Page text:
Reissued : October 2020
My thanks to the publishers for my copy of this book
The Forest of Pendle used to be a hunting ground, but some say that the hill is the hunter - alive in its black-and-green coat cropped like an animal pelt.
Good Friday, 1612. Two notorious witches await trial and certain death in Lancaster Castle, whilst a small group gathers in secret protest. Into this group the self-made Alice Nutter stakes her claim and swears to fight against the rule of fear. But what is Alice's connection to these witches? What is magic if not power, and what will happen to the women who possess it?
This is Lancashire. This is Pendle. This is witch country.
What did I think about it..
The Daylight Gate brings to life the troubling story of the Lancashire Witches. Dark and dirty, the seamier side of life in the shadow of Pendle Hill, and the lives of the unfortunate women, and men, who were ostracised for witchcraft is explored in graphic and torturous detail.
Whilst the story pulls no punches, and isn't for the faint hearted, I found that I was gripped from the beginning. Starting from the momentous meeting between Alison Devices, and the pedlar, John Law, as he takes his fateful short cut through that part of Pendle Forest, known locally as Bogart's Hole, the story takes us into that dark spring, and summer, of 1612, when the raggle-taggle women of Pendle were rounded up and persecuted for witchcraft.
The Daylight Gate puts an altogether different slant on the story with more of a hint towards the supernatural, but is none the worse for that, in fact, I found the imagining of the story around Alice Nutter, always something of a shadowy and rather enigmatic figure, quite fascinating. Succinctly written, with never a word wasted, there is a chilling menace which makes the hairs on the back of your neck stand up. And perhaps, if there were, once upon a time, any witches who claimed Pendle Hill as their own, then this story more than does them justice.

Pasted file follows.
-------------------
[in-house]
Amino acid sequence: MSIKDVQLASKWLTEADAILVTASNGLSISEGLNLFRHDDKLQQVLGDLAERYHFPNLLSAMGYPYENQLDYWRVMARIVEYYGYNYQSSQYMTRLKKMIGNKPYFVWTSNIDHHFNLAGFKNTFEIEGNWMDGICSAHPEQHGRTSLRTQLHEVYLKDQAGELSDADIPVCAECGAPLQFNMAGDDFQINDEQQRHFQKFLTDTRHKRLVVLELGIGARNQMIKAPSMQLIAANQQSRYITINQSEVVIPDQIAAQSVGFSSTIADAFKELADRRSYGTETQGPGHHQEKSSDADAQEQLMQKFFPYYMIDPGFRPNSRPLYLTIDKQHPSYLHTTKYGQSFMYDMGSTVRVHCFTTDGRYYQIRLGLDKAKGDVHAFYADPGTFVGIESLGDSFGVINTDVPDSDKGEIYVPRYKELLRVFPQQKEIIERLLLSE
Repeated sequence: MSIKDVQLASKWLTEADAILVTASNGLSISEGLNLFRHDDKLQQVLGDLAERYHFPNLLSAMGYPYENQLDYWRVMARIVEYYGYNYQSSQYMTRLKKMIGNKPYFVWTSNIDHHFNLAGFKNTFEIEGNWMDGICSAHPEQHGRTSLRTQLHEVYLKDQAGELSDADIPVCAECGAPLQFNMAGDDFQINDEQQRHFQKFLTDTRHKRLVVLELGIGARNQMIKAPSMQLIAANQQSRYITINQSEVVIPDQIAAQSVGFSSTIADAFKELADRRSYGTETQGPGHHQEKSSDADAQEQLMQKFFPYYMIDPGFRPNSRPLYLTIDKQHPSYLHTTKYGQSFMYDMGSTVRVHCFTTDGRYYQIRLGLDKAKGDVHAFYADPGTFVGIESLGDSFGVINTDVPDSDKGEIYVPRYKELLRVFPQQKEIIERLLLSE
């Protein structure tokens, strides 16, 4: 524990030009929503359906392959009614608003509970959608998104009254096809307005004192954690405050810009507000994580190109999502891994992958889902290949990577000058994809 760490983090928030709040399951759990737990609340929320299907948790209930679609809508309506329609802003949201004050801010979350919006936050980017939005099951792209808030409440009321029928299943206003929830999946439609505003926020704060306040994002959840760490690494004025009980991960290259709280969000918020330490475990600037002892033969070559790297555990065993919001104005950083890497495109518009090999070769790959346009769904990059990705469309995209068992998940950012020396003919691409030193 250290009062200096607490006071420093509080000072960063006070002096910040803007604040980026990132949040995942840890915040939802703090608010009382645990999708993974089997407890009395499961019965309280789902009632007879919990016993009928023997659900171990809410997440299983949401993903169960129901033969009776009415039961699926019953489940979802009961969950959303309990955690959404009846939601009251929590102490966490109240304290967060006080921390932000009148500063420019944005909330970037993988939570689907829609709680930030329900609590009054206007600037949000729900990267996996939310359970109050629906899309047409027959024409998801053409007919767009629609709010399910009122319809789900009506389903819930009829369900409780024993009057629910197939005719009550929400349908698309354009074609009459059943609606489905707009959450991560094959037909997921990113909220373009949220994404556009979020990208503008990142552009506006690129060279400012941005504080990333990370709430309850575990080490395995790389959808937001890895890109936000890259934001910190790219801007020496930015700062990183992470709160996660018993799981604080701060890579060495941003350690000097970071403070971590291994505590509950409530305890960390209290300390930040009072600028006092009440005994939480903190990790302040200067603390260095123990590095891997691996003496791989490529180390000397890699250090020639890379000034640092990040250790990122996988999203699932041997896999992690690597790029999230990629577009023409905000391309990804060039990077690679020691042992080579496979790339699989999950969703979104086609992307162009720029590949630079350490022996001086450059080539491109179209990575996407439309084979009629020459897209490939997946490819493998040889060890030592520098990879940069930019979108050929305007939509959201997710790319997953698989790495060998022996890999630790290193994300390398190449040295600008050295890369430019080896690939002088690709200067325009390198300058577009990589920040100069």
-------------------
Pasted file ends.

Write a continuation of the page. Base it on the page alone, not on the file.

The story of the Pendle witches is particularly relevant to those who live in the Pendle region of Lancashire. The story still lingers in the remote countryside around Pendle Hill, and locals haven't forgotten the injustice of the witch trials in the August assizes of 1612, when the twelve suspects were taken from the forests and hills of the North Lancashire moors, places that were as cold, dark and inhospitable, as the bleak, northern landscape.
We dress as witches for fancy dress on Halloween, ostensibly as a bit of lighthearted fun but for this unfortunate group who were made to walk the 46 miles from their ragged homes in Pendle, to the castle gaol, in Lancaster, and their subsequent horrific deaths, being accused of witchcraft was no frivolous matter.
I visited the Assizes courtroom at Lancaster Castle just a couple of years ago. Sitting on one of the hard wooden seats and trying to imagine the stark reality of facing a trial by a biased jury, who had already decided the accused were guilty, was a sobering experience. The atmosphere in the dark and gloomy courtroom has a definite menacing chill as the ghosts of these unfortunate women, I think, still linger in the shadowy corners of the room.
About the Author
Jeanette Winterson CBE was born in Manchester,She has written eleven novels for adults, as well as children's books, and non-fiction and screenplays. She is a Professor of New Writing a the University of Manchester. She lives in the Cotswolds in a wood and in Spitalfields, London.
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